So ready your emotions and join the journey of the persona in time and space through these poems that say, “I, too, am looking for a missing heart.”
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If you’re a certified wanderlust, for sure you also long for the experience of traveling itself and experiencing the adventure with your companions. Do you miss riding the bus or a car, being in the iconic spaces of Manila Hotel and Virra Mall, and listening to Eraserheads’ songs while traveling? If so, another good travel book to consume is Katigbak’s collection of short stories entitled Dear Distance.
These stories are easy to read and hit right at the heart. Even people who are not fond of reading will surely be pleased to read this book. Sure, they’re short but after finishing a story, the bewilderment, the hope, the heartbreak – all these feelings linger.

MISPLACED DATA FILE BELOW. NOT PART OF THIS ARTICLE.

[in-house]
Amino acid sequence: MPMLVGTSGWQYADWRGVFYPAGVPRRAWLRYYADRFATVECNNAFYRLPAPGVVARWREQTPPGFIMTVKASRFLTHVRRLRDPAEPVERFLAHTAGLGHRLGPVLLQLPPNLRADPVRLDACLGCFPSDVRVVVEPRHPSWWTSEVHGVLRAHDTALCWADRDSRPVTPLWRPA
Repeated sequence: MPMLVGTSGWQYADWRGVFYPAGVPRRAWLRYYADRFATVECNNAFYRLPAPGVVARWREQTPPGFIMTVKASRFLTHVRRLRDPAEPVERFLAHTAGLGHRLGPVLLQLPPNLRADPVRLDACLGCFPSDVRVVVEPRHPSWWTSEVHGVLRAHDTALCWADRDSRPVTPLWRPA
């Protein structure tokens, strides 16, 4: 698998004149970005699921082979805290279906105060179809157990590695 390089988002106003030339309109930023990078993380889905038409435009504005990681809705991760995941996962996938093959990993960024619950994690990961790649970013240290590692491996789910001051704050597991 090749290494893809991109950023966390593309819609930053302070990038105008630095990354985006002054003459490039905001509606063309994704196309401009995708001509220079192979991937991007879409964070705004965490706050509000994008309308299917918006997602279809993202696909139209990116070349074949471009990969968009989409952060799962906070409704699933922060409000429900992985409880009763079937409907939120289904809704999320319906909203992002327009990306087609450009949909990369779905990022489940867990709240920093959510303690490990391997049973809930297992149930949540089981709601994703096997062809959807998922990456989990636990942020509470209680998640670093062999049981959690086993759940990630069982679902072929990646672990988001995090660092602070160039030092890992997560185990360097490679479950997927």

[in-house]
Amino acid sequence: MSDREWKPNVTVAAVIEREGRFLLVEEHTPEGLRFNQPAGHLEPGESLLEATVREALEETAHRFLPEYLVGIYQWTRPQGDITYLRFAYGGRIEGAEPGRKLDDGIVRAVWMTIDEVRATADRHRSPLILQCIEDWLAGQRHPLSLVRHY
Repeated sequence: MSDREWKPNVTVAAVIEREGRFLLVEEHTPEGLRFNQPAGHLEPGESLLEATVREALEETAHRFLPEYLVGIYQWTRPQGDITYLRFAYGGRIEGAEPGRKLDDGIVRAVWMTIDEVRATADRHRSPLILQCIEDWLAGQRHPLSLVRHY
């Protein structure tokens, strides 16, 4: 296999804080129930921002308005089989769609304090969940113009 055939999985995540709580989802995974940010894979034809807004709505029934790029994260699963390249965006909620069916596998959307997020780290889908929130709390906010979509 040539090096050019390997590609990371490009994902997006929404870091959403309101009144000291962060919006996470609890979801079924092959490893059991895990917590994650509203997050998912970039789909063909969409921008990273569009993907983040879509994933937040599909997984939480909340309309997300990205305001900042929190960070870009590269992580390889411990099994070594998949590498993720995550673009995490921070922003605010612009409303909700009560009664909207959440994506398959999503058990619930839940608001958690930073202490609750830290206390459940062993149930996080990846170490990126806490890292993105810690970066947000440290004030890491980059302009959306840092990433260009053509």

Katigbak’s strength in storytelling is the characterization of his subjects and the feelings these relatable stories are able to evoke. It’s as if you are seeing these characters face-to-face. Due to his vividness in storytelling, for sure those who miss traveling with their significant others can embody the unnamed character in his story “Passengers” who says, “...I can think of you and me on a bus and it doesn’t hurt, it’s even pleasant, to remember you sitting next to me occasionally resting the side of your head on my shoulder.”
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For sure, ever since the lockdown has started, you have exhausted watching wanderlust films and rom-coms. Somehow along the way of watching these movies, did you imagine yourself sailing across the Pacific Ocean with the love of your life?